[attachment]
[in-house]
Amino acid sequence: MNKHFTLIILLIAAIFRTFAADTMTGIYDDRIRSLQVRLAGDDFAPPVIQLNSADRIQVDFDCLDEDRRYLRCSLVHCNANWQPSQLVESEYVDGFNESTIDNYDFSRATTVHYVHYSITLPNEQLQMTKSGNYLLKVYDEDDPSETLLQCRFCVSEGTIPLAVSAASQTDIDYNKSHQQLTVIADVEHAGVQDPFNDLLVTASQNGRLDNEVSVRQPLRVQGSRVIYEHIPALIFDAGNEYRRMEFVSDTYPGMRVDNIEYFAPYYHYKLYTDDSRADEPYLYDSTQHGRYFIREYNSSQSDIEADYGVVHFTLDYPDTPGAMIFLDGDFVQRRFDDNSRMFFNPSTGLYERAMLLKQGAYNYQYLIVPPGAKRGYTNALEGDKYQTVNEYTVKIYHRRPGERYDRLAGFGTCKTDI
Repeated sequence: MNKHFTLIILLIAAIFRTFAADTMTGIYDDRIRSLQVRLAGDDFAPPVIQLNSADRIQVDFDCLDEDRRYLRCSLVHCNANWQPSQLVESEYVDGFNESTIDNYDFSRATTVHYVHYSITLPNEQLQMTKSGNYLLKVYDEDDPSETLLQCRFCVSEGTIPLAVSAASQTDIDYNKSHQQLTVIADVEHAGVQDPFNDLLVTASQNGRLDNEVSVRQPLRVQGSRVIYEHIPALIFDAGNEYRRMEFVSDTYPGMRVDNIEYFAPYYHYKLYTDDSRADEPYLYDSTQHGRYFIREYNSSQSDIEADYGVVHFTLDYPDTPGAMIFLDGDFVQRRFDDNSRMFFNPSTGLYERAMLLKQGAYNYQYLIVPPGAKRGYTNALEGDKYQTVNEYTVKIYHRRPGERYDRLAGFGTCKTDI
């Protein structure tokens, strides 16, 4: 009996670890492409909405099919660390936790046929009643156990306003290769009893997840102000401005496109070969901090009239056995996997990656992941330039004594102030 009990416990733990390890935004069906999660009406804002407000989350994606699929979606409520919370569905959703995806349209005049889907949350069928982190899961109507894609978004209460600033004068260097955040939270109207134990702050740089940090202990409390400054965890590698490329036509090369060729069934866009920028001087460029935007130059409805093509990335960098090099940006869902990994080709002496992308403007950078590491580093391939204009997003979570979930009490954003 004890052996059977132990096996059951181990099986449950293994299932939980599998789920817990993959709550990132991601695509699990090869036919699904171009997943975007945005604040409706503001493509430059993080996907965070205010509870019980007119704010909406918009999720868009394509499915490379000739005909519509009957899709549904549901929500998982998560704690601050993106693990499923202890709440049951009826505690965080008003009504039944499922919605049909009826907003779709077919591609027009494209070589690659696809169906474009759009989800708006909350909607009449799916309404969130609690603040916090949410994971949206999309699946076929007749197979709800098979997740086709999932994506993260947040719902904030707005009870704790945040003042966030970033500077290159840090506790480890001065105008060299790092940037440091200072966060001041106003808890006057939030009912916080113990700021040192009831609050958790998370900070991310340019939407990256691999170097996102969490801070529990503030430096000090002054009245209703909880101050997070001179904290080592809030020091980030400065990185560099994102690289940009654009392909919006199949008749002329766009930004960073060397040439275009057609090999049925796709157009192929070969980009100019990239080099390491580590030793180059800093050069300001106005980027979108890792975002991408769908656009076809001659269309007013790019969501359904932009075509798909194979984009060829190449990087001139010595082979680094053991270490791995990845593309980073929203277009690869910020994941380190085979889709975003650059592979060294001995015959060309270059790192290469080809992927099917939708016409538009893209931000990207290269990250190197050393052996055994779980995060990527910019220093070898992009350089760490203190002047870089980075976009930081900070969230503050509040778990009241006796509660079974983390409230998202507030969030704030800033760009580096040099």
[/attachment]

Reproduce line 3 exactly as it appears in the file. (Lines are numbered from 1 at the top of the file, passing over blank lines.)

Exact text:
Repeated sequence: MNKHFTLIILLIAAIFRTFAADTMTGIYDDRIRSLQVRLAGDDFAPPVIQLNSADRIQVDFDCLDEDRRYLRCSLVHCNANWQPSQLVESEYVDGFNESTIDNYDFSRATTVHYVHYSITLPNEQLQMTKSGNYLLKVYDEDDPSETLLQCRFCVSEGTIPLAVSAASQTDIDYNKSHQQLTVIADVEHAGVQDPFNDLLVTASQNGRLDNEVSVRQPLRVQGSRVIYEHIPALIFDAGNEYRRMEFVSDTYPGMRVDNIEYFAPYYHYKLYTDDSRADEPYLYDSTQHGRYFIREYNSSQSDIEADYGVVHFTLDYPDTPGAMIFLDGDFVQRRFDDNSRMFFNPSTGLYERAMLLKQGAYNYQYLIVPPGAKRGYTNALEGDKYQTVNEYTVKIYHRRPGERYDRLAGFGTCKTDI